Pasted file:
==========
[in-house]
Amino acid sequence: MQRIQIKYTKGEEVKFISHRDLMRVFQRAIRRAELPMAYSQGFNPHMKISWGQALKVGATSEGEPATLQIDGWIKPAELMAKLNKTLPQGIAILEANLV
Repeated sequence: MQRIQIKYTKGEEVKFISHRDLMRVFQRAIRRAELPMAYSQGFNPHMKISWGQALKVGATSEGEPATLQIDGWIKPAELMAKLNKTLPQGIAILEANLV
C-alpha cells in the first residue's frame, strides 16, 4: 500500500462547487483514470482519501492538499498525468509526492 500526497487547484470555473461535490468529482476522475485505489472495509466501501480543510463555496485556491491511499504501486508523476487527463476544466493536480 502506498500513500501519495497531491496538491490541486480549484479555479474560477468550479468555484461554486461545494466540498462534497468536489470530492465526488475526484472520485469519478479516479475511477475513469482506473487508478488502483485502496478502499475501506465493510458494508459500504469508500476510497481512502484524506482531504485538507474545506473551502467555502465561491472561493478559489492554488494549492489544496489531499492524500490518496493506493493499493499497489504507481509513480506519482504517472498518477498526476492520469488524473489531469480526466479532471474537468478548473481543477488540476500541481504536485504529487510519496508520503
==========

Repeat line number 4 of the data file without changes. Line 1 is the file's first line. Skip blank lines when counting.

C-alpha cells in the first residue's frame, strides 16, 4: 500500500462547487483514470482519501492538499498525468509526492 500526497487547484470555473461535490468529482476522475485505489472495509466501501480543510463555496485556491491511499504501486508523476487527463476544466493536480 502506498500513500501519495497531491496538491490541486480549484479555479474560477468550479468555484461554486461545494466540498462534497468536489470530492465526488475526484472520485469519478479516479475511477475513469482506473487508478488502483485502496478502499475501506465493510458494508459500504469508500476510497481512502484524506482531504485538507474545506473551502467555502465561491472561493478559489492554488494549492489544496489531499492524500490518496493506493493499493499497489504507481509513480506519482504517472498518477498526476492520469488524473489531469480526466479532471474537468478548473481543477488540476500541481504536485504529487510519496508520503